There's a palpable sense of excitement in the MotoGP paddock now that it has once again reconvened in Brno. The riders love the track - Stoner put it in his top 3, along with Mugello and Phillip Island - and the region, and most have been off their bikes for long enough that they are starting to get antsy again. Nicky Hayden put it best: "I like racing motorcycles, so it's not like I was looking forward to the break," the American said, though he was looking a lot more relaxed than the last time I saw him at the Sachsenring.
There are two more factors adding to the excitement. One is the fact that it looks like being a warm and dry weekend, with rain only falling after 5pm, once the riders have cleared the track. After a season plagued with cold and damp conditions, a dry weekend is just what the riders have been crying out for. The good weather also comes as the tire regulations have been changed, Bridgestone acquiescing to the riders' requests for more tires and more choice. They will now have three different front tires to choose from instead of two, and they will also have a choice in the allocation of rear tires.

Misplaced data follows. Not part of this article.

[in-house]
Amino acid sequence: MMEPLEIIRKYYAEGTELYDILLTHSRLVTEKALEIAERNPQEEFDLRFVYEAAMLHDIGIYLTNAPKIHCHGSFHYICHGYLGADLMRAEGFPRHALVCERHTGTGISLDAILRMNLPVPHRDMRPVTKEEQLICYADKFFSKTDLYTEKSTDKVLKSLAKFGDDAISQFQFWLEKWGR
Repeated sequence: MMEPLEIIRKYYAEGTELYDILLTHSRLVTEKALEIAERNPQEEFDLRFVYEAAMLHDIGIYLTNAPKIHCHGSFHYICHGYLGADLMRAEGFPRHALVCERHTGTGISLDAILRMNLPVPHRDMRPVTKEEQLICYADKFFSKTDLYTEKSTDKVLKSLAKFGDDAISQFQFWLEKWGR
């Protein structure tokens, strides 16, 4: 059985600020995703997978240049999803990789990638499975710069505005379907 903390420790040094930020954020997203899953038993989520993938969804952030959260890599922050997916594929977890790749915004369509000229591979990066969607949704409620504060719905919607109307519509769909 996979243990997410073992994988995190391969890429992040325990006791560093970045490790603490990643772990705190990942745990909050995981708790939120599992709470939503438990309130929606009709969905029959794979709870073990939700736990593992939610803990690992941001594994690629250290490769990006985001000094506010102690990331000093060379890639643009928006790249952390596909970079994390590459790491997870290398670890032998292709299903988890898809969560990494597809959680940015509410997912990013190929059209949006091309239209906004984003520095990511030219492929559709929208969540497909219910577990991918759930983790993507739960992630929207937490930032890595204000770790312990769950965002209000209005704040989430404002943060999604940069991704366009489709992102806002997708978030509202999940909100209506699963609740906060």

The riders will now have 9 front tires instead of 8, with a choice of three different compounds (hard, medium and soft), which they can select in various combinations. The soft compound will not be available everywhere, with only two compounds available at Sepang, Phillip Island and Valencia. They will now also be able to vary the number of each rear compound they can take, with a 6-4 split now possible instead of just a straight 5-5 split as it was previously.
And with all of the rain that has fallen this year, Bridgestone have also allowed extra sets of wet tires. The Japanese tire giant has the option of allowing each rider an extra backup set of tires, as well as allowing an extra set if all three free practice sessions along with qualifying are officially declared wet.
Hayden was more enthusiastic about the extra option for the rear tire than the addition of a third compound for the front. "The rear is actually the bigger deal for us," he said, the rear having been the cause of so many highsides this year. The reason for Hayden's lack of enthusiasm for the extra front compound is that it is not the compound that is troubling the Ducati. They had been asking for a softer construction tire, as the stiff RJ specification doesn't appear to suit the Desmosedici. "In the past, this construction was the one they didn't really like," Hayden said. He was once again asked about the chances of an aluminium chassis making an appearance at Ducati, but he would not be drawn on details. He admitted that it was a subject of discussion, but added "they're always kicking around ideas."